Last week on You Can Grow It, garden master Jim Duthie told us all about the life of honeybees, and explained how important those little insects are to our food supply, by pollinating the plants that produce our fruits and vegetables.
Today, in the second part of his series about bees, Jim puts on a beekeeper’s suit and takes us right into a working beehive, and shows us just what it takes to become a backyard beekeeper yourself.
There’s a growing trend across the country these days that’s creating quite the buzz, and it all has to do with keeping beehives in your backyard.
Backyard beekeeping is becoming one of the most popular hobbies in the United States. We’ve joined with the Treasure Valley Beekeepers Club to learn a little bit more about how you can set up your own beehives in your backyard.
“Well, backyard beekeeping provides the pollination for the plants around your yard and in the neighborhood. So I think that’s something that attracts people to have any bees in their backyard,” said Beatriz Ayala, Treasure Valley Beekeepers Club.
And there’s another sweet reward for backyard beekeepers.
“Besides the pollination, you can have your own honey, too,” said Ayala.
So what do you need to know if you’re thinking about setting up your own beehive?
First, find out about any laws or restrictions where you live.
“I would encourage people to look into the city ordinances for having a hive within our neighborhood or homeowners association,” said Ayala.
The City of Boise, for example, allows up to three hives on your property, but other Treasure Valley communities and neighborhood associations may have different ordinances.
“And something to be aware about is your neighbors, are there any other bees around the area? Allergies that people have, if they’re severe…” said Ayala.
And then there’s the cost, which can be up to $500 for a brand new hive, including the bees and other equipment. You can find used hives for less money, but you need to make sure they’re clean and disease-free.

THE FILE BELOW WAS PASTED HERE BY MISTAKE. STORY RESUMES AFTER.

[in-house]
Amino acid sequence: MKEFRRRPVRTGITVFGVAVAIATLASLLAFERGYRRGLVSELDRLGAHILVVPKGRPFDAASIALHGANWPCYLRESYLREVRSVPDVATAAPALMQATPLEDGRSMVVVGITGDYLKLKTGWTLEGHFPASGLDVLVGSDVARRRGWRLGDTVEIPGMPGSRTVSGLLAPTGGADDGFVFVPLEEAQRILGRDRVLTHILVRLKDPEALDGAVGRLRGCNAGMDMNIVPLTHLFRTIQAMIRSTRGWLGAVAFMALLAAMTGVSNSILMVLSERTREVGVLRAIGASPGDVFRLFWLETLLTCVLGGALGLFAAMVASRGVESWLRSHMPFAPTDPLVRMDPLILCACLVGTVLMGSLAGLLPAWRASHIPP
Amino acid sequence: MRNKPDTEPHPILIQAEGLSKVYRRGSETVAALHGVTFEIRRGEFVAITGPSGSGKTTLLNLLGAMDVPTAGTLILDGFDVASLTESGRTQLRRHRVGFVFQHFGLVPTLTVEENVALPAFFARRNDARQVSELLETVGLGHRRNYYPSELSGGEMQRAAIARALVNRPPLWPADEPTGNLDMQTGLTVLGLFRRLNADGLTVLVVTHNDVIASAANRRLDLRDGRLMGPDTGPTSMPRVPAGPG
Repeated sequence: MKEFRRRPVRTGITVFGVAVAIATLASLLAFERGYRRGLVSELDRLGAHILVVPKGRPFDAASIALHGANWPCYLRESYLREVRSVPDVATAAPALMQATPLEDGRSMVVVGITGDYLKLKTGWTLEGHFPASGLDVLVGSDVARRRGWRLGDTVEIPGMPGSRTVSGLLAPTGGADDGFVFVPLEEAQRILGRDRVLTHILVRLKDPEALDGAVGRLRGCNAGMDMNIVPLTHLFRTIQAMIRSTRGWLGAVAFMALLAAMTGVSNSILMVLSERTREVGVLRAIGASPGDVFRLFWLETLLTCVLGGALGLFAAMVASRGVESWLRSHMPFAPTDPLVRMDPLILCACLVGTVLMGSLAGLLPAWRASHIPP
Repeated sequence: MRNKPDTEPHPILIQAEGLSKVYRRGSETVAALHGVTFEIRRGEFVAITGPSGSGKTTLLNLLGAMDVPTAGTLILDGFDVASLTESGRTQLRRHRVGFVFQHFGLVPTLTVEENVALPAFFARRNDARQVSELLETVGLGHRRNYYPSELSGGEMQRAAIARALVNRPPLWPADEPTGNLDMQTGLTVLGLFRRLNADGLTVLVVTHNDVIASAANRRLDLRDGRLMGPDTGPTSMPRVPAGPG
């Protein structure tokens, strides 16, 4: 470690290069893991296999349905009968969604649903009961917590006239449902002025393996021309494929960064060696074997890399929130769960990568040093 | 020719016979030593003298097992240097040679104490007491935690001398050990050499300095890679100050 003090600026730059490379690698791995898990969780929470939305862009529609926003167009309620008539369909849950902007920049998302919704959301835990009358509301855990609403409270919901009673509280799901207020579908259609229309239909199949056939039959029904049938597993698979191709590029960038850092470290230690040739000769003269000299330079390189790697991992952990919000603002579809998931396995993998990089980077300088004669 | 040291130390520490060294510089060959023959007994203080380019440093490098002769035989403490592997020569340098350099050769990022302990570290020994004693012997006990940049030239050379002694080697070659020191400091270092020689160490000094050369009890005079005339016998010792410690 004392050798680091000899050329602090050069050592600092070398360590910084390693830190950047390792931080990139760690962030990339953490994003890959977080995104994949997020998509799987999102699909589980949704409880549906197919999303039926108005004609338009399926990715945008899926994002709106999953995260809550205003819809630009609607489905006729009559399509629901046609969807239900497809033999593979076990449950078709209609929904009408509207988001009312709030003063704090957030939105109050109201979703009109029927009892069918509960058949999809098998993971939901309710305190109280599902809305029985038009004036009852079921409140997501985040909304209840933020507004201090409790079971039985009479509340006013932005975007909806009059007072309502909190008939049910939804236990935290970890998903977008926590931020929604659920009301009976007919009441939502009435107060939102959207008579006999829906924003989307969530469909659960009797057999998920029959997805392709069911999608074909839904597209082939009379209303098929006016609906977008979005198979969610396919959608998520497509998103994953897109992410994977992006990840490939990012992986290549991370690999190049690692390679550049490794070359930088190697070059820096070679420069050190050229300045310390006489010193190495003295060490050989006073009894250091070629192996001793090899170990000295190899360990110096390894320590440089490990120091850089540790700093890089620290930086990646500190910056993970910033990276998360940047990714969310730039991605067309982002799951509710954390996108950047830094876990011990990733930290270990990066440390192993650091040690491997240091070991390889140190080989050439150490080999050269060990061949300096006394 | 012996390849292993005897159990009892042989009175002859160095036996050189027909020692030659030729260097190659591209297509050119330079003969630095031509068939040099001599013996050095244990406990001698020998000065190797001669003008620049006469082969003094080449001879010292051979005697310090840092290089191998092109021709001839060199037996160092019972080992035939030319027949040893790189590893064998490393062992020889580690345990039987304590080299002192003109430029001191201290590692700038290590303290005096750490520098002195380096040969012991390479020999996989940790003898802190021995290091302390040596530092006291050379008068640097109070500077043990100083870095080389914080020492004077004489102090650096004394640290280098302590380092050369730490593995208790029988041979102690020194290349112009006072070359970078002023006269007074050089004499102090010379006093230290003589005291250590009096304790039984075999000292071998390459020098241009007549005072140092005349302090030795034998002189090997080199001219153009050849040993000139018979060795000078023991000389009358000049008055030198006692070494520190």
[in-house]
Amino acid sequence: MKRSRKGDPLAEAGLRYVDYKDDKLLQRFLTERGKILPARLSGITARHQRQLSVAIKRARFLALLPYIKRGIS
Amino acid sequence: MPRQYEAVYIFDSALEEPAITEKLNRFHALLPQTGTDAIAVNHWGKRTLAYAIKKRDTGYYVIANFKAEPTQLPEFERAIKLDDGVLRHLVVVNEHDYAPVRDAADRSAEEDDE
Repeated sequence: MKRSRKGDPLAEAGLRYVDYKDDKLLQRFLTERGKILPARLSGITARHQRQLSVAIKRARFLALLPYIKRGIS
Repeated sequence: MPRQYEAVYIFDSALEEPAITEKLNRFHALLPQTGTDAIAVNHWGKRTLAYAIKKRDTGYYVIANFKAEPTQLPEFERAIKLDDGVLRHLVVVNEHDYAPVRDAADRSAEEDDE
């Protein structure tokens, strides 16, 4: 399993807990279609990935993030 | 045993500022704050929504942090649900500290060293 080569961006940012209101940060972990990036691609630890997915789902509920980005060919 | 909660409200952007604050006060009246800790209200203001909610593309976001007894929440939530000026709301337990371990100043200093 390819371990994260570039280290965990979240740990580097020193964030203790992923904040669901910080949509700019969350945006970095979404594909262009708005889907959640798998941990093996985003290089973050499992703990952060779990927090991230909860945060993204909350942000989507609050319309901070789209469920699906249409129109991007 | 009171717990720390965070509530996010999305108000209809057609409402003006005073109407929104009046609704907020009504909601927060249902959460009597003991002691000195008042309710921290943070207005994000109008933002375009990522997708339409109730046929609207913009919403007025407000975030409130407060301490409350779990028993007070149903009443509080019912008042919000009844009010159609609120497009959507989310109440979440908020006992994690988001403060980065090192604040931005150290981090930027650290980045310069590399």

“You can order a nucleus hive, which is what we did, and then you can also get a package of bees,” said Ayala.
When setting up a new hive, consider the location. Like this one, it should be in a back part of the property away from normal family activity.
This is also a good spot because it has plenty of sunlight, especially in the morning, to warm up the hive.
“And also, you want to have plants, too, for resources, the pollen and nectar. And then you want to make sure they have water around, too, like a little pool of water or something where they can refresh off of.”
“So this is a nice set up like this. Put our base down. Here we have some cinder block. And then you have your bottom board, and that’s the entrance.”
“What we got was a nucleus hive, and that comes with about three or four frames, and you transfer those into this set up. These boxes have about eight to ten frames. So they’re a lot bigger… there’s more room for them to grow.”
“And then when you go in to observe them, you lift off the top of the lid right there, and there’s also an inner lid, and you can take that cover off. Then you can start pulling out frames and checking them out.”
“Boy, the noise level just went up.”
“So these hives are artificial and they build onto them? This is the foundation that they build off of.”
“And then the plastic you see in the middle is the foundation, and then they draw out the comb and the wax from there.”
“So all of this is honey right there.”
The bees are drawn to flowers where they collect the nectar, which is their food.
“Nectar is what is transformed into honey.”
And you won’t believe the taste of freshly-made honey.
“And one of the best tastes I think I’ve ever had is fresh honey right out of the hive.”
“Anyone care to try?”
“Oh, that is heaven. Mmmm.”
“It’s very, very sweet and light.”
An established hive can produce hundreds of pounds of honey and bees wax each year.
“People interested in beekeeping, I would say, best for them to be a part of a club… Treasure Valley Beekeepers Club is an amazing club, and through that club you get a mentor.”
And by setting up your own beehive, you’ll not only get the reward of collecting honey, but you’ll also help increase the number of pollinators in your own garden, and around your neighborhood.
You can learn more about raising honeybees and establishing your own backyard hive by contacting the Treasure Valley Beekeepers Club at www.idabees.org.